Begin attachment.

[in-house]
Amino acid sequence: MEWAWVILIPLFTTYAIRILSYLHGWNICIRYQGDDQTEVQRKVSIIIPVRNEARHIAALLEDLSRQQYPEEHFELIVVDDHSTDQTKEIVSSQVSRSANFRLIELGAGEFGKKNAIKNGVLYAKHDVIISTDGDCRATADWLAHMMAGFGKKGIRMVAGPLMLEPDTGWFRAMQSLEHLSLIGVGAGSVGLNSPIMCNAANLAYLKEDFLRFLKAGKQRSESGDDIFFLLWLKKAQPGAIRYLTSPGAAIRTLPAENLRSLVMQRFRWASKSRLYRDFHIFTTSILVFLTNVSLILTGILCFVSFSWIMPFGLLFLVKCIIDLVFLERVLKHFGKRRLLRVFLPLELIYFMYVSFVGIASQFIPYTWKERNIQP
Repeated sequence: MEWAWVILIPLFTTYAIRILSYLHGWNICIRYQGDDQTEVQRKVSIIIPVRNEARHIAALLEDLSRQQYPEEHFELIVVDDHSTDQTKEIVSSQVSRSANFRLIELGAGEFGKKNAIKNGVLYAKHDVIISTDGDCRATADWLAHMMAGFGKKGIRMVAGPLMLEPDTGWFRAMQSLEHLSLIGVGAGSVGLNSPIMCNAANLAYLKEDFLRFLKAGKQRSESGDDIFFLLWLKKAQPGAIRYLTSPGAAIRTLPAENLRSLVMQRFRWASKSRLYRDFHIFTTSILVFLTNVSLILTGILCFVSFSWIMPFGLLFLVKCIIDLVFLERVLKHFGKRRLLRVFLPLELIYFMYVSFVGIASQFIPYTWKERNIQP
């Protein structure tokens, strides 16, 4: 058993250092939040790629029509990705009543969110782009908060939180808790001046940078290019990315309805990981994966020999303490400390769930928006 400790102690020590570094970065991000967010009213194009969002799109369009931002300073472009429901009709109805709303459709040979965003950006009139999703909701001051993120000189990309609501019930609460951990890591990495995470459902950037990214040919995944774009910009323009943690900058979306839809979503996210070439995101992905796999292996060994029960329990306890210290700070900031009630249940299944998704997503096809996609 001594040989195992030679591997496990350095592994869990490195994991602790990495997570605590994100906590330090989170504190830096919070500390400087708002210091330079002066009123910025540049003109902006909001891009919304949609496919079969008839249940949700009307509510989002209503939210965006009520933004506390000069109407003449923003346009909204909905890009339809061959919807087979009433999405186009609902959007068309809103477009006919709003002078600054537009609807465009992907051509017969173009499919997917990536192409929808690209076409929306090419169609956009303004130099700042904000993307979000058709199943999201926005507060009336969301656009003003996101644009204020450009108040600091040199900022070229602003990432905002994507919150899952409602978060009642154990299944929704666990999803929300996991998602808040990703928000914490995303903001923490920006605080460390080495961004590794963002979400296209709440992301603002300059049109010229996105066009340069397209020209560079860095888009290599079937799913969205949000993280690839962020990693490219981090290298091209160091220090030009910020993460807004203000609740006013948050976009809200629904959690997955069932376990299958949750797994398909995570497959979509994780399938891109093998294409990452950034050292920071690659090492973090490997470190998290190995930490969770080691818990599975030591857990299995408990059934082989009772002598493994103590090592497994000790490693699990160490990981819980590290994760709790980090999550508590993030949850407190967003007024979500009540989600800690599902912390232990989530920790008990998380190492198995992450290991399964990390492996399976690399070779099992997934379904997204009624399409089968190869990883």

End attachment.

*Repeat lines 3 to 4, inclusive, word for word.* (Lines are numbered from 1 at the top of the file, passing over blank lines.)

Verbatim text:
Repeated sequence: MEWAWVILIPLFTTYAIRILSYLHGWNICIRYQGDDQTEVQRKVSIIIPVRNEARHIAALLEDLSRQQYPEEHFELIVVDDHSTDQTKEIVSSQVSRSANFRLIELGAGEFGKKNAIKNGVLYAKHDVIISTDGDCRATADWLAHMMAGFGKKGIRMVAGPLMLEPDTGWFRAMQSLEHLSLIGVGAGSVGLNSPIMCNAANLAYLKEDFLRFLKAGKQRSESGDDIFFLLWLKKAQPGAIRYLTSPGAAIRTLPAENLRSLVMQRFRWASKSRLYRDFHIFTTSILVFLTNVSLILTGILCFVSFSWIMPFGLLFLVKCIIDLVFLERVLKHFGKRRLLRVFLPLELIYFMYVSFVGIASQFIPYTWKERNIQP
């Protein structure tokens, strides 16, 4: 058993250092939040790629029509990705009543969110782009908060939180808790001046940078290019990315309805990981994966020999303490400390769930928006 400790102690020590570094970065991000967010009213194009969002799109369009931002300073472009429901009709109805709303459709040979965003950006009139999703909701001051993120000189990309609501019930609460951990890591990495995470459902950037990214040919995944774009910009323009943690900058979306839809979503996210070439995101992905796999292996060994029960329990306890210290700070900031009630249940299944998704997503096809996609 001594040989195992030679591997496990350095592994869990490195994991602790990495997570605590994100906590330090989170504190830096919070500390400087708002210091330079002066009123910025540049003109902006909001891009919304949609496919079969008839249940949700009307509510989002209503939210965006009520933004506390000069109407003449923003346009909204909905890009339809061959919807087979009433999405186009609902959007068309809103477009006919709003002078600054537009609807465009992907051509017969173009499919997917990536192409929808690209076409929306090419169609956009303004130099700042904000993307979000058709199943999201926005507060009336969301656009003003996101644009204020450009108040600091040199900022070229602003990432905002994507919150899952409602978060009642154990299944929704666990999803929300996991998602808040990703928000914490995303903001923490920006605080460390080495961004590794963002979400296209709440992301603002300059049109010229996105066009340069397209020209560079860095888009290599079937799913969205949000993280690839962020990693490219981090290298091209160091220090030009910020993460807004203000609740006013948050976009809200629904959690997955069932376990299958949750797994398909995570497959979509994780399938891109093998294409990452950034050292920071690659090492973090490997470190998290190995930490969770080691818990599975030591857990299995408990059934082989009772002598493994103590090592497994000790490693699990160490990981819980590290994760709790980090999550508590993030949850407190967003007024979500009540989600800690599902912390232990989530920790008990998380190492198995992450290991399964990390492996399976690399070779099992997934379904997204009624399409089968190869990883």